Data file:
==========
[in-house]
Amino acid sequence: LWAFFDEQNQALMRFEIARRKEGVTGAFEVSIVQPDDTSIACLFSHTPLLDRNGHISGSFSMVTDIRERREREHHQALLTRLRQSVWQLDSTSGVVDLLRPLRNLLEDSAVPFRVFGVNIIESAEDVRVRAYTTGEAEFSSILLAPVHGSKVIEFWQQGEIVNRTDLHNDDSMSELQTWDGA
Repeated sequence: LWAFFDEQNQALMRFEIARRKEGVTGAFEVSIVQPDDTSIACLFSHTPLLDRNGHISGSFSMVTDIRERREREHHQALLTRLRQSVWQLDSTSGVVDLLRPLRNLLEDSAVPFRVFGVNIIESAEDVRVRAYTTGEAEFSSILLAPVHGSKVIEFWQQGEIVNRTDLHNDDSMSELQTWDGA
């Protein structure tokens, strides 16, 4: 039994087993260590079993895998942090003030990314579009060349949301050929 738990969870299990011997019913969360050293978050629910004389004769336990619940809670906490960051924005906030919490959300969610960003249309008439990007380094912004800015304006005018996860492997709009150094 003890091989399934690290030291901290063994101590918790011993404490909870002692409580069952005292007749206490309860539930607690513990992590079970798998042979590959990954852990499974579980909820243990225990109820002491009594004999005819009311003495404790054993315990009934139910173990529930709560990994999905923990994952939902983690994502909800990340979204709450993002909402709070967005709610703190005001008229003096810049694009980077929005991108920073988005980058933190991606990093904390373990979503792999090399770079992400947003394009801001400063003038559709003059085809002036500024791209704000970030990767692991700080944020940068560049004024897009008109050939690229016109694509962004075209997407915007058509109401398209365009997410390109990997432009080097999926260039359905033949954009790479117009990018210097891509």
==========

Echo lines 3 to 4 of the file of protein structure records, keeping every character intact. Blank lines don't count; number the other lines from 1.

Repeated sequence: LWAFFDEQNQALMRFEIARRKEGVTGAFEVSIVQPDDTSIACLFSHTPLLDRNGHISGSFSMVTDIRERREREHHQALLTRLRQSVWQLDSTSGVVDLLRPLRNLLEDSAVPFRVFGVNIIESAEDVRVRAYTTGEAEFSSILLAPVHGSKVIEFWQQGEIVNRTDLHNDDSMSELQTWDGA
């Protein structure tokens, strides 16, 4: 039994087993260590079993895998942090003030990314579009060349949301050929 738990969870299990011997019913969360050293978050629910004389004769336990619940809670906490960051924005906030919490959300969610960003249309008439990007380094912004800015304006005018996860492997709009150094 003890091989399934690290030291901290063994101590918790011993404490909870002692409580069952005292007749206490309860539930607690513990992590079970798998042979590959990954852990499974579980909820243990225990109820002491009594004999005819009311003495404790054993315990009934139910173990529930709560990994999905923990994952939902983690994502909800990340979204709450993002909402709070967005709610703190005001008229003096810049694009980077929005991108920073988005980058933190991606990093904390373990979503792999090399770079992400947003394009801001400063003038559709003059085809002036500024791209704000970030990767692991700080944020940068560049004024897009008109050939690229016109694509962004075209997407915007058509109401398209365009997410390109990997432009080097999926260039359905033949954009790479117009990018210097891509």